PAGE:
Seller Problem Resolution - PayPal
Resolve a Problem with a Sale
What's the Problem?
Disputes often arise when items arrive significantly different than they were described. An example is an item sold as new but that has obviously been used, or an item that arrives damaged.
- Credit Card Chargebacks
- Resolving Disputes
- Reasons for a Dispute
- Appealing a Claim
- My Funds Are on Hold
- Accessing Your Funds
Credit Card Chargebacks
A chargeback is when a buyer asks their credit card issuer to reverse a transaction after it has been completed.
Chargebacks are available only to users who make a payment funded by their credit or debit card. They are initiated and handled by the buyer's credit card issuer-not by PayPal-and therefore will follow that company's regulations and timeframes.
Buyers generally request chargebacks for the following reasons:
- The item did not arrive
- The item was significantly different than advertised
- Their credit card was used without their permission to purchase the item fraudulently.
Don't be alarmed if you have received a chargeback notice-PayPal is here to help you through the process.
Know how to respond if someone disputes a transaction.
There are many reasons for disputes, from shipping delays to damaged items to unauthorized transactions.
PayPal keeps the lines of communication open between sellers and buyers, so it’s easier for you to work things out quickly and amicably.
To respond to a dispute, go to the Resolution Center and post a message explaining your understanding of the situation. This is often sufficient to clear things up.
If it isn't, the buyer may escalate the dispute to "claim" status, which means PayPal will review the case and provide a final decision, usually within 20 business days.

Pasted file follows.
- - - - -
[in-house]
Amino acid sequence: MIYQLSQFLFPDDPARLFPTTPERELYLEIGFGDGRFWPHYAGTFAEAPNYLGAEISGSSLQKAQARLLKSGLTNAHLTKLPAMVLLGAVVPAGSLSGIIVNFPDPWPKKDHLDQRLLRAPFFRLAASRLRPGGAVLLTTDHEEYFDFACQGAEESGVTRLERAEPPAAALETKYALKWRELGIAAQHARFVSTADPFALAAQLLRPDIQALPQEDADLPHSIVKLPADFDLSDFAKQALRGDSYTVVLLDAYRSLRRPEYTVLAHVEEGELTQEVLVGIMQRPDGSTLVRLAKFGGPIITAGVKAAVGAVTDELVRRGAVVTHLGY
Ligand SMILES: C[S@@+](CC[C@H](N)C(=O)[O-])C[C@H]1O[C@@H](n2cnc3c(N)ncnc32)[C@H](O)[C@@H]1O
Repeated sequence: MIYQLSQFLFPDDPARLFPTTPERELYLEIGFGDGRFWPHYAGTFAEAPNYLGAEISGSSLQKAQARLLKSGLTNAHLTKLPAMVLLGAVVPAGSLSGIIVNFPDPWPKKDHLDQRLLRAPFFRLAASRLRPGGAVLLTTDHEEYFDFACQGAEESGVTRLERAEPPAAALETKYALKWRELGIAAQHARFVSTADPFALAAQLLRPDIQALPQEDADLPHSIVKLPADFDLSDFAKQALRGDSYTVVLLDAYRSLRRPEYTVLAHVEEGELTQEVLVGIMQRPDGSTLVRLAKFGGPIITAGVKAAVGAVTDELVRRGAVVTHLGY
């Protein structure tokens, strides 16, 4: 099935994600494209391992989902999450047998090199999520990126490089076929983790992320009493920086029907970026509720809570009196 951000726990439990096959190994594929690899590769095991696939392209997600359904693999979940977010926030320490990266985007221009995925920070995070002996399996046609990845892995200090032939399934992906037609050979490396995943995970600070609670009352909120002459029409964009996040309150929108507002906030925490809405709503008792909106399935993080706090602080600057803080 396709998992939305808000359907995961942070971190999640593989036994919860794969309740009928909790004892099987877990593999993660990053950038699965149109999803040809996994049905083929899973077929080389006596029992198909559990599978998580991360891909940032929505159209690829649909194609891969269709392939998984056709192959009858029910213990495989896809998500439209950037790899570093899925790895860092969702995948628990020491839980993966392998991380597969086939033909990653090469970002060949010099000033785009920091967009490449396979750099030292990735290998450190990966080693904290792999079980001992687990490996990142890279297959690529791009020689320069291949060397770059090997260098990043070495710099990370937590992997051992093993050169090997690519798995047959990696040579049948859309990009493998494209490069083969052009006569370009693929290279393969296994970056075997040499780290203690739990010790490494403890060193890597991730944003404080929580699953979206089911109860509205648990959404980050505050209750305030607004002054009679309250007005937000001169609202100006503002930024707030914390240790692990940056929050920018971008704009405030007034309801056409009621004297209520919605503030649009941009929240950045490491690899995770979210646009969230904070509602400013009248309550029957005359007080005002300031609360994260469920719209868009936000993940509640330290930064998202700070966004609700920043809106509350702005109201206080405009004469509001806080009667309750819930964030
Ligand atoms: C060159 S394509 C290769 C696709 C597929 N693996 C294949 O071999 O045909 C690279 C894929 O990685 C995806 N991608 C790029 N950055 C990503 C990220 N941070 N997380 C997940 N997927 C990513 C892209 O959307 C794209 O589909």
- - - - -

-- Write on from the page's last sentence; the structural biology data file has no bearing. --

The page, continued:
See the Seller's Guide to Dispute Resolution for a more detailed look at this process.
Reasons for a Dispute
The most likely reasons a buyer will open a dispute.
Sometimes an item arrives significantly different than it was described.
- You received a completely different item.
Example: You purchased a book, but received a DVD.
- The item's condition was misrepresented.
Example: The listing said new but the item had clearly been used.
- The item is missing parts or features, and this was not disclosed.
Example: The listing said batteries included, but they weren't.
- You purchased a specific quantity of an item-but received the wrong amount.
Example: You purchased five pairs of fuzzy dice, but received only four.
- The item was damaged en route to its destination.
Example: You bought a beautiful antique lamp-and it arrived in pieces.
- You received a counterfeit version of the item.
Example: You purchased a Rolex but received a Faux-Lex.